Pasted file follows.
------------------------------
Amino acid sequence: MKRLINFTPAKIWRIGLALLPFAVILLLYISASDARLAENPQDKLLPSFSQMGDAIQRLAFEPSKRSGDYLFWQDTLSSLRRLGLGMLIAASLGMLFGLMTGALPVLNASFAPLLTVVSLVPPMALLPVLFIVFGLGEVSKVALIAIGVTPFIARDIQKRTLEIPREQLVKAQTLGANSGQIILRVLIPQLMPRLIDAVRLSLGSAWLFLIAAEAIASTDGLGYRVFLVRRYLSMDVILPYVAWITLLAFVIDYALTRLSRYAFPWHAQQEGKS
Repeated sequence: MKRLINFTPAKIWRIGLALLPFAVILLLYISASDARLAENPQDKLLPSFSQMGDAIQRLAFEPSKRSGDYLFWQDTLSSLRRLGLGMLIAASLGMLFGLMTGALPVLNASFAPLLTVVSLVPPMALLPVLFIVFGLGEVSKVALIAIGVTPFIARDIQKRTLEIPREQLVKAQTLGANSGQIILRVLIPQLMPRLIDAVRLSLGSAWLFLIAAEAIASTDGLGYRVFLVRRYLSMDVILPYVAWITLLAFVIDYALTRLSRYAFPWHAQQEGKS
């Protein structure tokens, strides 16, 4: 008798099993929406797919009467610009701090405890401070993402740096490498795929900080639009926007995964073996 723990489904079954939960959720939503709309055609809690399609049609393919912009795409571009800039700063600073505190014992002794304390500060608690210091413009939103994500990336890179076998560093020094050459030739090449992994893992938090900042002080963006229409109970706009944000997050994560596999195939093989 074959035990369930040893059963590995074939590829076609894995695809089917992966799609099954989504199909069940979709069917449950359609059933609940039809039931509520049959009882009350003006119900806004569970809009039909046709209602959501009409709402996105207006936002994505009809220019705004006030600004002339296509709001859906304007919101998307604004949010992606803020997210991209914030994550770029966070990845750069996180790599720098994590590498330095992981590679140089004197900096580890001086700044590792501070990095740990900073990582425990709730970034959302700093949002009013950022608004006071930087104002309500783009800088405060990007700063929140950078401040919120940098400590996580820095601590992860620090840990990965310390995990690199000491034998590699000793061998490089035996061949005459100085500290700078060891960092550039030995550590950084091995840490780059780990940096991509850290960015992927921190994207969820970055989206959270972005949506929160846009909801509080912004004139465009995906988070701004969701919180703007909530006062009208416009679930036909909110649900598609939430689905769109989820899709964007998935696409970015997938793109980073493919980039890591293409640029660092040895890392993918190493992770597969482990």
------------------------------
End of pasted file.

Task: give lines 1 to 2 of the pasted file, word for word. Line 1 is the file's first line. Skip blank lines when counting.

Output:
Amino acid sequence: MKRLINFTPAKIWRIGLALLPFAVILLLYISASDARLAENPQDKLLPSFSQMGDAIQRLAFEPSKRSGDYLFWQDTLSSLRRLGLGMLIAASLGMLFGLMTGALPVLNASFAPLLTVVSLVPPMALLPVLFIVFGLGEVSKVALIAIGVTPFIARDIQKRTLEIPREQLVKAQTLGANSGQIILRVLIPQLMPRLIDAVRLSLGSAWLFLIAAEAIASTDGLGYRVFLVRRYLSMDVILPYVAWITLLAFVIDYALTRLSRYAFPWHAQQEGKS
Repeated sequence: MKRLINFTPAKIWRIGLALLPFAVILLLYISASDARLAENPQDKLLPSFSQMGDAIQRLAFEPSKRSGDYLFWQDTLSSLRRLGLGMLIAASLGMLFGLMTGALPVLNASFAPLLTVVSLVPPMALLPVLFIVFGLGEVSKVALIAIGVTPFIARDIQKRTLEIPREQLVKAQTLGANSGQIILRVLIPQLMPRLIDAVRLSLGSAWLFLIAAEAIASTDGLGYRVFLVRRYLSMDVILPYVAWITLLAFVIDYALTRLSRYAFPWHAQQEGKS